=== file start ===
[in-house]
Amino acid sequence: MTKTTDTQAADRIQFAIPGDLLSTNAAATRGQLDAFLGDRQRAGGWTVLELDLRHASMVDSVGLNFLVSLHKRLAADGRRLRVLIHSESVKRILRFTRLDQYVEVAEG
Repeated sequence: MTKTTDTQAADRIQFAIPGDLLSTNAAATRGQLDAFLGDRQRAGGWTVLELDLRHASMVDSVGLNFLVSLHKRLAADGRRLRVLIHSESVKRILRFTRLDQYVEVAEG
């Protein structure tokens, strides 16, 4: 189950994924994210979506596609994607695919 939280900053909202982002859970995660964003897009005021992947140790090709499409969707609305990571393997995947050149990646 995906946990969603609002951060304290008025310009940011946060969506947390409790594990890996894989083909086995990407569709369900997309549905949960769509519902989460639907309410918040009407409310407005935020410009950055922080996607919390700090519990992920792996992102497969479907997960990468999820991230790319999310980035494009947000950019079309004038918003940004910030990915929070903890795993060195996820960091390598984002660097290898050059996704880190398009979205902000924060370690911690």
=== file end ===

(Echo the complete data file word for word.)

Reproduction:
[in-house]
Amino acid sequence: MTKTTDTQAADRIQFAIPGDLLSTNAAATRGQLDAFLGDRQRAGGWTVLELDLRHASMVDSVGLNFLVSLHKRLAADGRRLRVLIHSESVKRILRFTRLDQYVEVAEG
Repeated sequence: MTKTTDTQAADRIQFAIPGDLLSTNAAATRGQLDAFLGDRQRAGGWTVLELDLRHASMVDSVGLNFLVSLHKRLAADGRRLRVLIHSESVKRILRFTRLDQYVEVAEG
């Protein structure tokens, strides 16, 4: 189950994924994210979506596609994607695919 939280900053909202982002859970995660964003897009005021992947140790090709499409969707609305990571393997995947050149990646 995906946990969603609002951060304290008025310009940011946060969506947390409790594990890996894989083909086995990407569709369900997309549905949960769509519902989460639907309410918040009407409310407005935020410009950055922080996607919390700090519990992920792996992102497969479907997960990468999820991230790319999310980035494009947000950019079309004038918003940004910030990915929070903890795993060195996820960091390598984002660097290898050059996704880190398009979205902000924060370690911690």